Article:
• October 13, 2017

    Australia Wants To Keep Tabs On US-Canada WTO Wine Battle

    The Australian government has asked for a seat at the table in a brewing World Trade Organization dispute brought by the U.S. targeting Canadian restrictions on the sale of foreign wine in its grocery stores, according to a WTO document circulated Friday.

  • October 13, 2017

    No Transition Deal Before Late 2018, Pro-Brexit Lawyers Say

    The European Union cannot legally agree to a transition period for Britain's departure until late 2018, and the U.K. must be prepared to leave without a trade deal until the last minute of negotiations, a pro-Brexit legal group warned Thursday.

  • October 13, 2017

    UK Gov't Faces Legal Test Over Secret Brexit Impact Studies

    Opponents of Brexit have threatened the government with legal action over its refusal to release 50 internal studies into the impact on several sectors of the U.K. economy of Britain leaving the European Union.

  • October 12, 2017

    Energizer Wins A Counterfeit Suit As Duracell Launches One

    Energizer won a suit claiming trademark infringement against a small competitor in Illinois federal court Wednesday, while the nation’s other largest battery brand, Duracell, filed suit in the same court accusing an importer of trademark violations for selling foreign batteries in the U.S.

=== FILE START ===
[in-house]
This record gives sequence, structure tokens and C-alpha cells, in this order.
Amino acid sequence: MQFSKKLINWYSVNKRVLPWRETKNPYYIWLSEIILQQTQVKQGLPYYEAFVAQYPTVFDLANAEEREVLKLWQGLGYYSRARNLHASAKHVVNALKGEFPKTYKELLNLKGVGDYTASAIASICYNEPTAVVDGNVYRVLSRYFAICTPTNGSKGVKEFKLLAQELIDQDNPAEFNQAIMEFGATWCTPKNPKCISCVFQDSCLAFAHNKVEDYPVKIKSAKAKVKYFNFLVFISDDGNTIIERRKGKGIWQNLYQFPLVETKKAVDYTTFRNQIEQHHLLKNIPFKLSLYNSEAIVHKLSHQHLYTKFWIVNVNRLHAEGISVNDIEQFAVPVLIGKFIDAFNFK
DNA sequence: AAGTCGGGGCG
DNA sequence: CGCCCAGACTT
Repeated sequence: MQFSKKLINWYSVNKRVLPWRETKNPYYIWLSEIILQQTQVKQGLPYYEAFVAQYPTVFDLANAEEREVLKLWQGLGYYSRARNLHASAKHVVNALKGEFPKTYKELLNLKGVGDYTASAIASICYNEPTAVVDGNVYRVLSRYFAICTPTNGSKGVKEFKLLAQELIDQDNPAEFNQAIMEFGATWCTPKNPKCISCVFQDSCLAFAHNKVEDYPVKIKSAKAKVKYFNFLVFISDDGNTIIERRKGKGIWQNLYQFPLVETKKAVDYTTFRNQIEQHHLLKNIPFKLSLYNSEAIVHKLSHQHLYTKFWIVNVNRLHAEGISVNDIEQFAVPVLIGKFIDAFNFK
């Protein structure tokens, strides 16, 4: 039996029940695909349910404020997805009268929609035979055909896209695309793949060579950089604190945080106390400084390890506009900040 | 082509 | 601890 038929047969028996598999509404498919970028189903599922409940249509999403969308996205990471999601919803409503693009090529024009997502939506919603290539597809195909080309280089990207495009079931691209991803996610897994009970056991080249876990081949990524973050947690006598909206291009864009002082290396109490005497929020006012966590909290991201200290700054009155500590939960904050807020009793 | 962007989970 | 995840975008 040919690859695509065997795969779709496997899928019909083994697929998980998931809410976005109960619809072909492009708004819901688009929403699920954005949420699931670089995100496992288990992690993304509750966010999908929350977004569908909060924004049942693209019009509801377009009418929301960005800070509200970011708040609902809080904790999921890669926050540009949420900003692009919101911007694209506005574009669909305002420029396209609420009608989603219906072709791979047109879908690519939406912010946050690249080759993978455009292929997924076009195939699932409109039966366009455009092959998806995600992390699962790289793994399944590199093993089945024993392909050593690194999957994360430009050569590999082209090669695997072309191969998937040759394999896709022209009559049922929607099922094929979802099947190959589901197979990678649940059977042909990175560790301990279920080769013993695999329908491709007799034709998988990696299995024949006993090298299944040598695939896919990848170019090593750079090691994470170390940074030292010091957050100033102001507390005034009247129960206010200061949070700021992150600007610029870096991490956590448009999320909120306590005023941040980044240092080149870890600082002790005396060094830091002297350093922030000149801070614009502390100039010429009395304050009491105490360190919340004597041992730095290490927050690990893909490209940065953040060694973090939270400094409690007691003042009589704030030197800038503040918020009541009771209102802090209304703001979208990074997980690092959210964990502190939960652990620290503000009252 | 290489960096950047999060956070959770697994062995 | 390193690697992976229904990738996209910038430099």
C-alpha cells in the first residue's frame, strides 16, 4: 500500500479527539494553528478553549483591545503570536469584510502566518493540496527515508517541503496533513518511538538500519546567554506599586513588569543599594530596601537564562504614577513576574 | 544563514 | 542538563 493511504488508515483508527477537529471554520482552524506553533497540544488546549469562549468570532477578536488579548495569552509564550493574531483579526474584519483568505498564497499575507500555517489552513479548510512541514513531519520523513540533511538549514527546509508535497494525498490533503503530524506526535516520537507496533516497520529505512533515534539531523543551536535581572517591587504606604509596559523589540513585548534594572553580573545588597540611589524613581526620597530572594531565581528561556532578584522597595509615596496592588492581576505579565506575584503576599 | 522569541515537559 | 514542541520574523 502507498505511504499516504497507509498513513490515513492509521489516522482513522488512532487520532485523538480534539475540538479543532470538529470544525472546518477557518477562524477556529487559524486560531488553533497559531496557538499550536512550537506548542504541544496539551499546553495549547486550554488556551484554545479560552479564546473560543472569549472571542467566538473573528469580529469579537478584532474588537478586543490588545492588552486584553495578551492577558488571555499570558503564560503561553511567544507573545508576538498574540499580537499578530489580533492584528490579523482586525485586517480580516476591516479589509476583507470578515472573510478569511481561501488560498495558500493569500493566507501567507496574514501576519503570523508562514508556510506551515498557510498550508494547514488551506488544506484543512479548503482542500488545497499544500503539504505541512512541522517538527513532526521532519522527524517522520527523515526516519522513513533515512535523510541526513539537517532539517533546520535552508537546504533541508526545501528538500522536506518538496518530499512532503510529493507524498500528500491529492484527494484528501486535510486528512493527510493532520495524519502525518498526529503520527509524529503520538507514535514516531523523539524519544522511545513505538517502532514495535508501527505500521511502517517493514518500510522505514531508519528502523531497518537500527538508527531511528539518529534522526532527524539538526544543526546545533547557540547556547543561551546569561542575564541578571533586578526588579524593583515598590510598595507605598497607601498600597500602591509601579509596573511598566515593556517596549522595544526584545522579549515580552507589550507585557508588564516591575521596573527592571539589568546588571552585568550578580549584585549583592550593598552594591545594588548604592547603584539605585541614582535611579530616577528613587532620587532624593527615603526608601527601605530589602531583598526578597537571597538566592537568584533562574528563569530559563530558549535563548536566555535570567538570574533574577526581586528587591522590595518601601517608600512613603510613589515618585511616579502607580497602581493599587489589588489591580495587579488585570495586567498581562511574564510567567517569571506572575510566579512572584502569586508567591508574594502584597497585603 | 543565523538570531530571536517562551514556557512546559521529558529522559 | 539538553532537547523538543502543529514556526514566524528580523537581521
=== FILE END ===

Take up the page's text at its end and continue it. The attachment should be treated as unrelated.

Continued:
Expert Analysis

  • Financial Crisis Anniversary

    New Post-Recession Metrics For BigLaw Partner Success

    Peter Zeughauser

    After nearly a decade of recession-accelerated change in the legal industry, “merit-based” compensation has largely come to mean measuring attorney success using some combination of origination and working attorney hours metrics. However, there are signs that the real impact of the recession is still around the corner, and that building a book isn’t enough, says Peter Zeughauser of Zeughauser Group.

  • Opinion

    Time To Lift Student Loan Counseling Restrictions

    Christopher Chapman

    While it lends more than $100 million each year to our nation’s college students — including law students — the U.S. Department of Education surprisingly limits loan counseling to one-time entrance counseling for first-time student borrowers. Is this rational? asks Christopher Chapman, president of AccessLex Institute, a nonprofit focused on access to legal education.

  • The Future Of Standard-Essential Patents At The ITC

    Bryan J. Vogel

    For the second time in four years, the U.S. International Trade Commission has been asked to exclude products from import into the United States based on standard-essential patents. The Fujifilm case is a potential opportunity for the ITC to clarify what the proper test is for essentiality in the absence of a contractually agreed-upon definition, say Bryan Vogel and Derrick Carman ​​​of Robins Kaplan LLP.

  • An Important Message For Midsized Government Contractors

    Thomas McVey